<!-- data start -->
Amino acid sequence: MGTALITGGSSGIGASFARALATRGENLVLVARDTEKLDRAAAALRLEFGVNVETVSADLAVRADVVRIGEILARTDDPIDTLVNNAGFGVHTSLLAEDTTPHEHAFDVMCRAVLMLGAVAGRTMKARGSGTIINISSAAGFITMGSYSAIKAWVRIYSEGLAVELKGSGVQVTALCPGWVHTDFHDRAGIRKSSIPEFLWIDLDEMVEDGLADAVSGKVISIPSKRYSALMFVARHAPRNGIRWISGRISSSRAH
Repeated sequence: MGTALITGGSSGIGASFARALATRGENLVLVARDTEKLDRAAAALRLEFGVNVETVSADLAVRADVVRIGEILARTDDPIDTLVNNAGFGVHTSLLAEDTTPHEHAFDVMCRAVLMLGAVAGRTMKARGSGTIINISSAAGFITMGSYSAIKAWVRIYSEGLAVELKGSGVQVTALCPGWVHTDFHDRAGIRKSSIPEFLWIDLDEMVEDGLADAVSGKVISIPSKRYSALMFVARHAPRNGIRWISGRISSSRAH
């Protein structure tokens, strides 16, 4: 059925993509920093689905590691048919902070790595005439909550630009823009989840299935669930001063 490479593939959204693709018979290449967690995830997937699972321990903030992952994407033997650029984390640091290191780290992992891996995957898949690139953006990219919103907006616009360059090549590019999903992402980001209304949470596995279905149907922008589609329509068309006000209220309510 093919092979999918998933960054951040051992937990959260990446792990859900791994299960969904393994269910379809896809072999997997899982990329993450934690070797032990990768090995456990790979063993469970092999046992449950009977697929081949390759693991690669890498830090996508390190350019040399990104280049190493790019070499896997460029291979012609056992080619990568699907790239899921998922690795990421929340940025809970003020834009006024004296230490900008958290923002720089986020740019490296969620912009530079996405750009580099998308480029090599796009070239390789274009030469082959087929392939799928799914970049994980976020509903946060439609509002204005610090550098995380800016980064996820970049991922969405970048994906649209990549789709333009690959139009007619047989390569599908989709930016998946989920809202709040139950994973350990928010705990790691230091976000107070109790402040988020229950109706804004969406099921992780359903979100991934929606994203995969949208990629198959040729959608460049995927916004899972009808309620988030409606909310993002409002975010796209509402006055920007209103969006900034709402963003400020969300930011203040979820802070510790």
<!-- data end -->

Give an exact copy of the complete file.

Amino acid sequence: MGTALITGGSSGIGASFARALATRGENLVLVARDTEKLDRAAAALRLEFGVNVETVSADLAVRADVVRIGEILARTDDPIDTLVNNAGFGVHTSLLAEDTTPHEHAFDVMCRAVLMLGAVAGRTMKARGSGTIINISSAAGFITMGSYSAIKAWVRIYSEGLAVELKGSGVQVTALCPGWVHTDFHDRAGIRKSSIPEFLWIDLDEMVEDGLADAVSGKVISIPSKRYSALMFVARHAPRNGIRWISGRISSSRAH
Repeated sequence: MGTALITGGSSGIGASFARALATRGENLVLVARDTEKLDRAAAALRLEFGVNVETVSADLAVRADVVRIGEILARTDDPIDTLVNNAGFGVHTSLLAEDTTPHEHAFDVMCRAVLMLGAVAGRTMKARGSGTIINISSAAGFITMGSYSAIKAWVRIYSEGLAVELKGSGVQVTALCPGWVHTDFHDRAGIRKSSIPEFLWIDLDEMVEDGLADAVSGKVISIPSKRYSALMFVARHAPRNGIRWISGRISSSRAH
């Protein structure tokens, strides 16, 4: 059925993509920093689905590691048919902070790595005439909550630009823009989840299935669930001063 490479593939959204693709018979290449967690995830997937699972321990903030992952994407033997650029984390640091290191780290992992891996995957898949690139953006990219919103907006616009360059090549590019999903992402980001209304949470596995279905149907922008589609329509068309006000209220309510 093919092979999918998933960054951040051992937990959260990446792990859900791994299960969904393994269910379809896809072999997997899982990329993450934690070797032990990768090995456990790979063993469970092999046992449950009977697929081949390759693991690669890498830090996508390190350019040399990104280049190493790019070499896997460029291979012609056992080619990568699907790239899921998922690795990421929340940025809970003020834009006024004296230490900008958290923002720089986020740019490296969620912009530079996405750009580099998308480029090599796009070239390789274009030469082959087929392939799928799914970049994980976020509903946060439609509002204005610090550098995380800016980064996820970049991922969405970048994906649209990549789709333009690959139009007619047989390569599908989709930016998946989920809202709040139950994973350990928010705990790691230091976000107070109790402040988020229950109706804004969406099921992780359903979100991934929606994203995969949208990629198959040729959608460049995927916004899972009808309620988030409606909310993002409002975010796209509402006055920007209103969006900034709402963003400020969300930011203040979820802070510790």